Indian probe blames Hindu nationalist leaders for attack on mosque that sparked deadly riots

By Ravi Nessman, AP
Tuesday, November 24, 2009

India probe blames mosque attack on Hindu leaders

NEW DELHI — A government investigation released Tuesday reportedly implicated dozens of Hindu nationalist politicians — including a former prime minister — in the 1992 demolition of a mosque that sparked deadly communal riots.

The attack by Hindu mobs on the Babri Mosque in Ayodhya, 350 miles (550 kilometers) east of New Delhi, set off nationwide riots that killed 2,000 people in the largest explosion of Hindu-Muslim tension in the country in decades.

Hindu nationalist leaders claim the mosque was built by Mogul rulers at the site of a Hindu temple marking the birthplace of the Hindu god Ram.

The violence was a black mark on India’s secular tradition and exposed simmering religious tensions in the country.

A copy of the report, released by NDTV television, listed 68 Hindu nationalist politicians, bureaucrats and other officials as being culpable in the violence. Among those: Atal Bihari Vajpayee, who later became prime minister, and Lal Krishna Advani, another leader from the nationalist Bharatiya Janata Party.

The nearly 1,000-page investigation contradicted claims by nationalist leaders that the mosque demolition was a spontaneous eruption by angry Hindu activists.

“The demolition was carried out with great painstaking preparation and preplanning,” the report said.

The commission, headed by former judge M.S. Liberhan, painted a grim portrait of official complicity in the Dec. 6, 1992 attack on the mosque. It accused the Hindu nationalist government of the state of Uttar Pradesh of encouraging tens of thousands of militant Hindus to converge on the mosque compound in the days before the attack.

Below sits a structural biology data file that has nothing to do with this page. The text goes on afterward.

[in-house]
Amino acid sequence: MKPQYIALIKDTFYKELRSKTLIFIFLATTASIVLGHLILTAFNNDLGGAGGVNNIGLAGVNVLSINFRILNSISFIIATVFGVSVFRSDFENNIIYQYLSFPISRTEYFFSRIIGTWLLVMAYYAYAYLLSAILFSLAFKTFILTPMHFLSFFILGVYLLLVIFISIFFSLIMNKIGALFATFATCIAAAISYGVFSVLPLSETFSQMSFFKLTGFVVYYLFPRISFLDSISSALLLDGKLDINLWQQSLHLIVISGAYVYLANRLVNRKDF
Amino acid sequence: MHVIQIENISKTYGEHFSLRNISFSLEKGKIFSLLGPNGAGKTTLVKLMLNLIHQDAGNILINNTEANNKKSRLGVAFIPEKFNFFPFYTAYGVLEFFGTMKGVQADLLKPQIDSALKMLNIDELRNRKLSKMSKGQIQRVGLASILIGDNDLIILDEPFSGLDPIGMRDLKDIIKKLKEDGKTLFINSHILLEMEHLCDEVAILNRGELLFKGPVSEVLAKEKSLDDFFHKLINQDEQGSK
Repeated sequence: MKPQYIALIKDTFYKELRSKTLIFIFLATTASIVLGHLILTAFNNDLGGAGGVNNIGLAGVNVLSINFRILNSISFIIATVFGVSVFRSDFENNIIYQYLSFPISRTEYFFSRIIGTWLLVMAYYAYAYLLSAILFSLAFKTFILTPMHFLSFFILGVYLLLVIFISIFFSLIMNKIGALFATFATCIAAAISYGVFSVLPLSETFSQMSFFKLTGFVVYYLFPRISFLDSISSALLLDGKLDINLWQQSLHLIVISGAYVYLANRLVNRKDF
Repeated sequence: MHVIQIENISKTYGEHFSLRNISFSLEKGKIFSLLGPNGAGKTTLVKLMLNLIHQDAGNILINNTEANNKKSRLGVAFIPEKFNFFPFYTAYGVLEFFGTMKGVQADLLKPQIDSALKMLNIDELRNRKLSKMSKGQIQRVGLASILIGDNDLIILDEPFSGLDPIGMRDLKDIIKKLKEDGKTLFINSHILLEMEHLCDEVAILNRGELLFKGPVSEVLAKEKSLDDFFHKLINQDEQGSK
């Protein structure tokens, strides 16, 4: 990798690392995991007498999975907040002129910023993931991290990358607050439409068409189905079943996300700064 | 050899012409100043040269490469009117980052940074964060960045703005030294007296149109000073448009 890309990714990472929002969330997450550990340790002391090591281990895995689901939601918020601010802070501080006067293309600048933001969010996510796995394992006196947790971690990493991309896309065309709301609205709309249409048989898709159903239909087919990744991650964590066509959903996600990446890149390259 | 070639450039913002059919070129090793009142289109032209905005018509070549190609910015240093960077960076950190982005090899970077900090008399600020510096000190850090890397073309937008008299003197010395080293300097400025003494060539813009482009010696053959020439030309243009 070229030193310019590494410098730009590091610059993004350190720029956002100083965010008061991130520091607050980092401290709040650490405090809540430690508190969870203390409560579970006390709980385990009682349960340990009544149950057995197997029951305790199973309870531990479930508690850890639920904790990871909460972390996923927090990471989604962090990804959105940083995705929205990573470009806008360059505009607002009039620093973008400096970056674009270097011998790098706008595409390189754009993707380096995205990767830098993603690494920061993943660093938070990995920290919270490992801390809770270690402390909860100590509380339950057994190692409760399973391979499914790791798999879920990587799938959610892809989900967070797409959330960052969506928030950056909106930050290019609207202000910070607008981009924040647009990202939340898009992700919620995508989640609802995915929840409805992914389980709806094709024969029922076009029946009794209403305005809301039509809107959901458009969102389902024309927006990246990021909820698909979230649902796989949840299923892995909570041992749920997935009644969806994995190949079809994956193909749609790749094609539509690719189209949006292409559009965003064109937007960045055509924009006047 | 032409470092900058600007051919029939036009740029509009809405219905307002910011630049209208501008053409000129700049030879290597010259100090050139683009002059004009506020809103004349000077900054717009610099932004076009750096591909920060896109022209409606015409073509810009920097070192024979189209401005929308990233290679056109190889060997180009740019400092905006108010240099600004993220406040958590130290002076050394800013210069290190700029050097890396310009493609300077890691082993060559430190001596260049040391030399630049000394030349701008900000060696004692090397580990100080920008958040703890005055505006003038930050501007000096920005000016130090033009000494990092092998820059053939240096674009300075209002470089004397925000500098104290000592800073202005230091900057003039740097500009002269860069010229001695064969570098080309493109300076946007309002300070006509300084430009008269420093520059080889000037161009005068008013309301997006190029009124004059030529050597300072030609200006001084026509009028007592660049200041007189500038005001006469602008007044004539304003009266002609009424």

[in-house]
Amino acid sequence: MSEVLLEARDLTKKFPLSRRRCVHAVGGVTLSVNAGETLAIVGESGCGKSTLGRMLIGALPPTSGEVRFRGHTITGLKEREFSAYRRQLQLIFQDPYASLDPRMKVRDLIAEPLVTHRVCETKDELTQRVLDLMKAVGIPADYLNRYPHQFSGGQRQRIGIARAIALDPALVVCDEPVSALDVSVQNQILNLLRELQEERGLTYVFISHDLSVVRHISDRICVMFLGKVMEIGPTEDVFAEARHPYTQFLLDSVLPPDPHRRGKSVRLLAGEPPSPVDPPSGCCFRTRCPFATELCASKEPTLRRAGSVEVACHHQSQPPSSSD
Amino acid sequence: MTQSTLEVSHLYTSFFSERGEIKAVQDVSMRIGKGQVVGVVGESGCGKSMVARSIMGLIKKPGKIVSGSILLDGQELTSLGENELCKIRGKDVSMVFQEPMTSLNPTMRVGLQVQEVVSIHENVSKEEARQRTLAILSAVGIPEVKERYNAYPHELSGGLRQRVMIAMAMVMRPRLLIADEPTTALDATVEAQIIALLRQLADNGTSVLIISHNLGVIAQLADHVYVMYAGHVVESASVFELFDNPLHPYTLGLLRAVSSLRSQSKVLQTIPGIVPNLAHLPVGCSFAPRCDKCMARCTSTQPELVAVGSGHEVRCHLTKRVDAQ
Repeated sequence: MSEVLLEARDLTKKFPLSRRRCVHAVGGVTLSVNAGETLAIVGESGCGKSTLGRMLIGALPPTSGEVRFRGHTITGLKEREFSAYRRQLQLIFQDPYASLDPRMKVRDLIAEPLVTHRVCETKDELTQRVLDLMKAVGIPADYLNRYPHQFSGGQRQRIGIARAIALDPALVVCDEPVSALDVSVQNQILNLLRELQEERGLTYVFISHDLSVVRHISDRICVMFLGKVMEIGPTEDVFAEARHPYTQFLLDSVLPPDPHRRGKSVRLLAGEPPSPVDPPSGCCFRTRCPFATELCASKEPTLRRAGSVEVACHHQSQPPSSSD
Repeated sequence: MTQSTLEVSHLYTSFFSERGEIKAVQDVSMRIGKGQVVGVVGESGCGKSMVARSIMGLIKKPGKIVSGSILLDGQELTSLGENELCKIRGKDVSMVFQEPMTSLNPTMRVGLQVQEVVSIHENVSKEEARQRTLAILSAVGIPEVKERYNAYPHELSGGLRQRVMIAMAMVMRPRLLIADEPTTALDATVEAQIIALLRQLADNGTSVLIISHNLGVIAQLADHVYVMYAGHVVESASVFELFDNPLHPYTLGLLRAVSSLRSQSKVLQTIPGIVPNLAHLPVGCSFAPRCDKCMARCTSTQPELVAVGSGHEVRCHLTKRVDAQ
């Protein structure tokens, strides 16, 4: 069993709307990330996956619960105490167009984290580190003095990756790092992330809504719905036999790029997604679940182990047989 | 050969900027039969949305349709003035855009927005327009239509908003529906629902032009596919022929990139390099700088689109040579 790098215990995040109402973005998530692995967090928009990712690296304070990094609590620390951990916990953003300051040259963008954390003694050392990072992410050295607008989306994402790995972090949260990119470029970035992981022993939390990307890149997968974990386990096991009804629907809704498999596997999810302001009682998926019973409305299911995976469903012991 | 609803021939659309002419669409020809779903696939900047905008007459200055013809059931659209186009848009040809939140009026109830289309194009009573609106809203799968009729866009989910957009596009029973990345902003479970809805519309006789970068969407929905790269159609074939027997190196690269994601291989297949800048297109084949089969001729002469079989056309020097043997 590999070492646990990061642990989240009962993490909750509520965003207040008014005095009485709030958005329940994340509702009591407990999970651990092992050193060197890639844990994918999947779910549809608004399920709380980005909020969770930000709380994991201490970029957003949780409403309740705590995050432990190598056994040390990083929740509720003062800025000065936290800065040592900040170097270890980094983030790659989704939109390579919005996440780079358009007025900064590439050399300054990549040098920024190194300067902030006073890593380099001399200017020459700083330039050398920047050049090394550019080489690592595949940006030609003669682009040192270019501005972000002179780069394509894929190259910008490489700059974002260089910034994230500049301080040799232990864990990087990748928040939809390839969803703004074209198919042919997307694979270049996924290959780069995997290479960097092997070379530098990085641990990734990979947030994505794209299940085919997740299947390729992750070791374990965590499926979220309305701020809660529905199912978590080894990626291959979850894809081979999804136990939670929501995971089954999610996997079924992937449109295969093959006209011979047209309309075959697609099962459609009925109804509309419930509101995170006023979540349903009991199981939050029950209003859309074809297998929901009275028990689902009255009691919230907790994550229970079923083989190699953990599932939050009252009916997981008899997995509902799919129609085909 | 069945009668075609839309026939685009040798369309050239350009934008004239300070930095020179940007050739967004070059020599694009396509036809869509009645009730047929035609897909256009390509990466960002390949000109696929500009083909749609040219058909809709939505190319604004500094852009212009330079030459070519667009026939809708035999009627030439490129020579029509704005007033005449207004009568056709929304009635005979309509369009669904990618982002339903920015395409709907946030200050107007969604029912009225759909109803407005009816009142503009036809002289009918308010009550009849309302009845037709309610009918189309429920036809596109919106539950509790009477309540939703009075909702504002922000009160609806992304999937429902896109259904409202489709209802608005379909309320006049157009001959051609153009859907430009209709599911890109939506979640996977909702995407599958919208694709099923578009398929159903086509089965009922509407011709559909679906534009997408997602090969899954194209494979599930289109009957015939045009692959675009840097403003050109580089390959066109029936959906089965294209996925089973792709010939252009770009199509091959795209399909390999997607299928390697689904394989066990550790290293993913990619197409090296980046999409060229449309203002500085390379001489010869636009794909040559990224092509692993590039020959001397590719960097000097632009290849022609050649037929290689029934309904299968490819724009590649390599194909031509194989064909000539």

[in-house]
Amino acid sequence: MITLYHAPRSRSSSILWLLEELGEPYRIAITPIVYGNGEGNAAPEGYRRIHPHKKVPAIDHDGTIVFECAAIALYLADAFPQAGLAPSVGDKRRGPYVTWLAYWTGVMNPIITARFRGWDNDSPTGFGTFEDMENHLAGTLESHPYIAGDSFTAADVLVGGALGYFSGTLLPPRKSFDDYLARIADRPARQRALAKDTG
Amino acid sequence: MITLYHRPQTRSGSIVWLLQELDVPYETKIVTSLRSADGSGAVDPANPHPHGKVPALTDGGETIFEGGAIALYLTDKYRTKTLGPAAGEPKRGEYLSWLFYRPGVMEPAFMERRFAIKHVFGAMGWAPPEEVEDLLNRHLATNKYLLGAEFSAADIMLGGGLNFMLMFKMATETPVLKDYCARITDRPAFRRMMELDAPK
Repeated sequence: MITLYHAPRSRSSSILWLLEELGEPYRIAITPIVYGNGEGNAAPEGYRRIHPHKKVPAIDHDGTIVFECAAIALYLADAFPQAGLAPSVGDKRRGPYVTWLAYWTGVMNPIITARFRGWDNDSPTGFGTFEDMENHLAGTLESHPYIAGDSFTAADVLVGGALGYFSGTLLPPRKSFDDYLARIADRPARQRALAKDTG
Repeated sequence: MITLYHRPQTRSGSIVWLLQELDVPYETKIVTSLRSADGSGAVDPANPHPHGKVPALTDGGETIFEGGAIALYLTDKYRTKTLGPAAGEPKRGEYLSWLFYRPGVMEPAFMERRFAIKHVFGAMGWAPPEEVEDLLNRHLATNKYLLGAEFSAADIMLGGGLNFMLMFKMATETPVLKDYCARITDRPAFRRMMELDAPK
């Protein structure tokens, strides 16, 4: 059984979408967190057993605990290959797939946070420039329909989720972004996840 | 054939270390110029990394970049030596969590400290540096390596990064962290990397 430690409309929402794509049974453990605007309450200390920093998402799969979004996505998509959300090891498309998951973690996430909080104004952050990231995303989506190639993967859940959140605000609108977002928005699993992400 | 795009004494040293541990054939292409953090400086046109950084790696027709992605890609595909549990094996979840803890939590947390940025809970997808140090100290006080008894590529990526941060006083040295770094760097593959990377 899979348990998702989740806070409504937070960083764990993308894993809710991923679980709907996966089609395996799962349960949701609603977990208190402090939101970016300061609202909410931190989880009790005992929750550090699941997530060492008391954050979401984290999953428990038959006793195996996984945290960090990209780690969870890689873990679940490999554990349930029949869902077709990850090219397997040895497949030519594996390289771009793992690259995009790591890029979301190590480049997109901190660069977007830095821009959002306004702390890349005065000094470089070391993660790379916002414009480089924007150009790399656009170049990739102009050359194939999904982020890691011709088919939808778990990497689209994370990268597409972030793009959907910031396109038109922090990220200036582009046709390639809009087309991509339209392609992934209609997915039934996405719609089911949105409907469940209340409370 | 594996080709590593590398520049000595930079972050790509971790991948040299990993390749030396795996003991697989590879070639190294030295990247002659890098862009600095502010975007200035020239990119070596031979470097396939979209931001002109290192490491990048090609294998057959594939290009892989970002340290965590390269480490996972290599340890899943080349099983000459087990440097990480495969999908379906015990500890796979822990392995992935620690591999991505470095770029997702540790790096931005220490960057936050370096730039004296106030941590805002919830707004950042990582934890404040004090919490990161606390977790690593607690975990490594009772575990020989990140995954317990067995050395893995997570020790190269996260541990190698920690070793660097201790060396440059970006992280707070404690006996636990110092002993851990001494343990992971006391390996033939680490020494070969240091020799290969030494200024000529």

The state then refused to send in police reinforcements to protect the mosque, and security officials already there were told not to use force against the gathering mob, the report said.

Militants faced little resistance when they razed the 16th-century structure with spades, crowbars and their bare hands.

Security officials “could have at least attempted to stem the tide of communalism and the rape of democracy. But they chose to remain deaf, dumb and blind throughout,” the report said.

The government gave parliament the long-delayed report Tuesday. But with many lawmakers from nationalist opposition parties protesting the investigation, officials appeared to pull back from plans to make it publicly available.

The report, clogged in the morass of Indian bureaucracy, has taken so long to produce that many of those accused of stoking the violence have since died.

A BJP spokesman, Rajeev Pratap Rudy, declined to comment on the report before party officials had a chance to examine it, he said.

Associated Press reporter Ashok Sharma contributed to this report.

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